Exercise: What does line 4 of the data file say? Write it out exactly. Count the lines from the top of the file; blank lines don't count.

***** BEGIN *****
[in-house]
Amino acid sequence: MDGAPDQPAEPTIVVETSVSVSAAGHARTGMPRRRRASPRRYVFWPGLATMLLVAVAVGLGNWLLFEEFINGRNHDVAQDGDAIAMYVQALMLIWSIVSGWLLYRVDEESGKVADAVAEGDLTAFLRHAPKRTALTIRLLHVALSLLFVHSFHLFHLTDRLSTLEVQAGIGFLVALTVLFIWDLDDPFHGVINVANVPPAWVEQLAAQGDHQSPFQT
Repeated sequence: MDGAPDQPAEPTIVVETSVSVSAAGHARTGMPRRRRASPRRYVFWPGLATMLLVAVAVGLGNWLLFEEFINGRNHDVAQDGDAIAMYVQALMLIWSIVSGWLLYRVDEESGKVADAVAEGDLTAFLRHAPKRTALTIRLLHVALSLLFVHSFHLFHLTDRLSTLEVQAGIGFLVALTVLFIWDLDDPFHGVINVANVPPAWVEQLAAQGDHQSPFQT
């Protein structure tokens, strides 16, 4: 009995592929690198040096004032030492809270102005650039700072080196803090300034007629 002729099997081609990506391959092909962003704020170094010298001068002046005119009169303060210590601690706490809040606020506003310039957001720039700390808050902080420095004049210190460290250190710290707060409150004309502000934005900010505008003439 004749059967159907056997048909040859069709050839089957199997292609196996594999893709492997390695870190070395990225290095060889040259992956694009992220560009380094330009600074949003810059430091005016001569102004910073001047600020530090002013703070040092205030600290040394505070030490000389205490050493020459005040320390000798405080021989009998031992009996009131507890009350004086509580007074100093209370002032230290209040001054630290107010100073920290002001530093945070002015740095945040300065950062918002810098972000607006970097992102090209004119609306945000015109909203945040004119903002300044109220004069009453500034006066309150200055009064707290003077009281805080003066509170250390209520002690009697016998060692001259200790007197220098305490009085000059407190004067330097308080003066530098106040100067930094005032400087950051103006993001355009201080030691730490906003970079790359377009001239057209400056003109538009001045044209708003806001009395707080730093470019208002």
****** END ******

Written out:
């Protein structure tokens, strides 16, 4: 009995592929690198040096004032030492809270102005650039700072080196803090300034007629 002729099997081609990506391959092909962003704020170094010298001068002046005119009169303060210590601690706490809040606020506003310039957001720039700390808050902080420095004049210190460290250190710290707060409150004309502000934005900010505008003439 004749059967159907056997048909040859069709050839089957199997292609196996594999893709492997390695870190070395990225290095060889040259992956694009992220560009380094330009600074949003810059430091005016001569102004910073001047600020530090002013703070040092205030600290040394505070030490000389205490050493020459005040320390000798405080021989009998031992009996009131507890009350004086509580007074100093209370002032230290209040001054630290107010100073920290002001530093945070002015740095945040300065950062918002810098972000607006970097992102090209004119609306945000015109909203945040004119903002300044109220004069009453500034006066309150200055009064707290003077009281805080003066509170250390209520002690009697016998060692001259200790007197220098305490009085000059407190004067330097308080003066530098106040100067930094005032400087950051103006993001355009201080030691730490906003970079790359377009001239057209400056003109538009001045044209708003806001009395707080730093470019208002």